Fintech has not sounded the “death knell” for high-quality investment advisers and analysts, according to CFA Institute head of Asia Pacific, Nick Pollard.
Pollard, in NZ last week for the local CFA Society AGM, said well-qualified humans were still in demand despite the rise of automated investment and advice systems.
“We surveyed our members recently on their attitude to fintech and overwhelmingly in the Asia-Pacific region they saw it as an opportunity to provide better advice to a wider audience,” he said. “It’s democratising advice – delivering at least some kind of advice to more people.”
Likewise, the growing reach of technology in the investment management arena – where the CFA charter-holder qualification is more predominant than in retail financial advice – has not diminished demand for analysts and portfolio managers, Pollard said.
“Technology can create a ‘black box’ element that needs to be interpreted and explained by people,” he said. “And that may require [CFA charter-holders] to develop further skills around communication and relationships.”
In fact, Pollard said the CFA curriculum has been amended to include competencies around these ‘soft’ skills in addition to the traditional high-level number-crunching the qualification demands.
Over the last couple of years the CFA program has been adapted to accommodate both fintech and the burgeoning field of environmental, social and governance (ESG) investing, he said.
“Ethics has always been a massive part of the CFA curriculum,” Pollard said, with ESG adding further depth to the field of study.
“The rest of the world sometimes views the Asia-Pacific region as the ‘wild east’ but we see a huge interest in ESG in, for example, China and India, where it is now considered best practice across the investment industry,” he said.
Asia-Pacific was also the fastest-growing region for the CFA, Pollard said, led by China where annual growth-rate in charter-holders was in the order of 30 per cent.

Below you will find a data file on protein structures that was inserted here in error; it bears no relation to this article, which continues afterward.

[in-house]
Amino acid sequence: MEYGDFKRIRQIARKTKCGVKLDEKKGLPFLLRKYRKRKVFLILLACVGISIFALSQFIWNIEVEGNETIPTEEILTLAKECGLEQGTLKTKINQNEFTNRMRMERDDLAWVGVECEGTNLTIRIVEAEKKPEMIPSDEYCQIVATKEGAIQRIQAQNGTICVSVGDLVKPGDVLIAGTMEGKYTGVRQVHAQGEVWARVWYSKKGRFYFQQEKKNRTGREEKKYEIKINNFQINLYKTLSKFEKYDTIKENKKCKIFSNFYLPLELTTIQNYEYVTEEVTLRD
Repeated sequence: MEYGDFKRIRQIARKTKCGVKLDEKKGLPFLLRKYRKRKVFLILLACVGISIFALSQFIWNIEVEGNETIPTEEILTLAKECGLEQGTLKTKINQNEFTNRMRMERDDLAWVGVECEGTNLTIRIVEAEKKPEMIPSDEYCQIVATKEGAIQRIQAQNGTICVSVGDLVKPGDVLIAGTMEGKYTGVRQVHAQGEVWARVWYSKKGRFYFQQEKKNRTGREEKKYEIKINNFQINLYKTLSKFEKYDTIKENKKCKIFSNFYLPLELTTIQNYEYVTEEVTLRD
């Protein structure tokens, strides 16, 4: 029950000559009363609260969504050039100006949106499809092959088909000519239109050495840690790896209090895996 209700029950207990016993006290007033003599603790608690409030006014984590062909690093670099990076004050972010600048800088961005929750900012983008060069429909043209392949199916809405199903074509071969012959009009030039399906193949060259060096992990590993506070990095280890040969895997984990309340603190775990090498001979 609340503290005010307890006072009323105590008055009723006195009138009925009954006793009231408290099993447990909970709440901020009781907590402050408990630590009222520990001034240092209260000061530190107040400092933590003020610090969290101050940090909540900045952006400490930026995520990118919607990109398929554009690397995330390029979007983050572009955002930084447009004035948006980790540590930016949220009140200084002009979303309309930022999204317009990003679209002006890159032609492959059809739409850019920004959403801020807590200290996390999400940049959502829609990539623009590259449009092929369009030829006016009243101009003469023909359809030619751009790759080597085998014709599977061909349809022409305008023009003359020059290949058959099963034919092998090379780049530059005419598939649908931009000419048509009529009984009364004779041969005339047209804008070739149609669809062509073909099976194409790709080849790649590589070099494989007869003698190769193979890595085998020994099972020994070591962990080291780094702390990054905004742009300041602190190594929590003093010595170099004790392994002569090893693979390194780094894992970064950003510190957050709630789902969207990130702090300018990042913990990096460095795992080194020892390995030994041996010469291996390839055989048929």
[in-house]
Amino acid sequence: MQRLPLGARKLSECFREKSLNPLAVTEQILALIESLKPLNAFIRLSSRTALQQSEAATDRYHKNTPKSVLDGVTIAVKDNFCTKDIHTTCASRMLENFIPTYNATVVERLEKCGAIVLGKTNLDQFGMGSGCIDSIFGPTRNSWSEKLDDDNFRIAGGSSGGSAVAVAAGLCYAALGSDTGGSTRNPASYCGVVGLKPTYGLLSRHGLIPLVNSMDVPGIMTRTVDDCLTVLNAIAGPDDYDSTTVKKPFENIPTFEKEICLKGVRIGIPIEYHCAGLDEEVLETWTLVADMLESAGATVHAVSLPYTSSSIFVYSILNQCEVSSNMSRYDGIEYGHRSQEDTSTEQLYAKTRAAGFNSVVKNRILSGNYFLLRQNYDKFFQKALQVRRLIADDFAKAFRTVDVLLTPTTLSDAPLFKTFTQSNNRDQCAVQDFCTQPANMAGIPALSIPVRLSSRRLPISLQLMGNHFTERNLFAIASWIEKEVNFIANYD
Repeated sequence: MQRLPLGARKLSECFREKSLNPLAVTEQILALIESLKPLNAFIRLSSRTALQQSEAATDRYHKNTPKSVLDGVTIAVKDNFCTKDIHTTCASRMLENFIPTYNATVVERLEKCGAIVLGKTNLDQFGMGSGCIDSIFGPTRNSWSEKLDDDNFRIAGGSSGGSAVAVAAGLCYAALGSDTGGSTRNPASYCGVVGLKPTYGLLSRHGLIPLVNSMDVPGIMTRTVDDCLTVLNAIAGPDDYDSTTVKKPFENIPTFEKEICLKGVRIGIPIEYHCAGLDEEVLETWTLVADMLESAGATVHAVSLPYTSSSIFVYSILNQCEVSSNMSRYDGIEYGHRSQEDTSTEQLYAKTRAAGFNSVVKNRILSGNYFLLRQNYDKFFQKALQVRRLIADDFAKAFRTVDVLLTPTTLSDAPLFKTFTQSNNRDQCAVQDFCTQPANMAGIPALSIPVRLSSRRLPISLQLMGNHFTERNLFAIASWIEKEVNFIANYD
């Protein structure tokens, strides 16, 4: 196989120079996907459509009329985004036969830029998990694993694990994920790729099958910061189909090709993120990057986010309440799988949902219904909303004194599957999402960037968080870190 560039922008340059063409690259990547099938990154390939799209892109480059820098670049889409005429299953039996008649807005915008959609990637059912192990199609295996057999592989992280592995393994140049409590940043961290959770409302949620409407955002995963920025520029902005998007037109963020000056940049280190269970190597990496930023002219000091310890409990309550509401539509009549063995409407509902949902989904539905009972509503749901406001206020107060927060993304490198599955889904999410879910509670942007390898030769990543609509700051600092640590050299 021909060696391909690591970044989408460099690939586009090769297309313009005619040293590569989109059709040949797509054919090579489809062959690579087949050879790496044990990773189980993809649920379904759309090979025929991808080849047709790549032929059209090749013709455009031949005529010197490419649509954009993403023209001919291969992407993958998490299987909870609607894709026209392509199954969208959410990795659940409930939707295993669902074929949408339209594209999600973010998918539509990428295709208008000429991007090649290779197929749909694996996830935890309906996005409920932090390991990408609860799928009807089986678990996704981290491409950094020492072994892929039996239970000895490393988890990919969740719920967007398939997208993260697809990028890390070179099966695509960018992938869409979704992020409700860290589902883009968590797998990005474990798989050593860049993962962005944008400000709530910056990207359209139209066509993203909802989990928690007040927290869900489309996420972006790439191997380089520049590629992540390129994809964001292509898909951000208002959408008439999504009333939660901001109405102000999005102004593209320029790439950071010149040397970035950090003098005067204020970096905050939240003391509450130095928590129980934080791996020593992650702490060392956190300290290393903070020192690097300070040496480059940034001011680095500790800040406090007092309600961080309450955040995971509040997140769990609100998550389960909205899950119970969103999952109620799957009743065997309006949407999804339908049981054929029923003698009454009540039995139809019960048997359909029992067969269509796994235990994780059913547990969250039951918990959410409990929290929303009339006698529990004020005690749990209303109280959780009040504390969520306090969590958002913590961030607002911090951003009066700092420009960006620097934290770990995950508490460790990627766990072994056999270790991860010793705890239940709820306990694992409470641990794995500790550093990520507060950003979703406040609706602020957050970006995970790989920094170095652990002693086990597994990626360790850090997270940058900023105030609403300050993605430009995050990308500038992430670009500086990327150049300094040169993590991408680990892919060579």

New Zealand, too, was experiencing rapid growth in CFA membership – up about 15 per cent last year.
“There are about 350 CFA charter-holders in NZ but in the last fiscal year we had 700 candidates going through the program,” he said.
Pollard said the high quality of NZ CFAs could see the country emerge as a regional leader, despite the relatively small size of the population.
“New Zealand’s positive regulatory environment, education system, international reputation for low corruption and adoption of ESG principles means CFAs from this country are in high demand,” he said. “New Zealand has everything going for it in transforming into a global, IP-based financial hub.”
While CFAs tend to be concentrated on the investment side of the ledger – either as institutionally-based analysts or in funds management – Pollard said there was increasing demand for the qualification from retail financial advisers.
“Since the global financial crisis [GFC] people have been more questioning of their advisers,” he said. Post GFC, increasing financial literacy levels and personal experience of poor advice has seen retail investors demand greater, demonstrable competence from advisers, according to Pollard, with the CFA designation rising in prominence.
However, he said the CFA would not over-ride any NZ-specific or other industry advice education marks.
“We always expect there will be local advice qualifications – the CFA complements that,” Pollard said. “The CFA is not about how to be a great adviser in NZ, but how to be a great adviser.”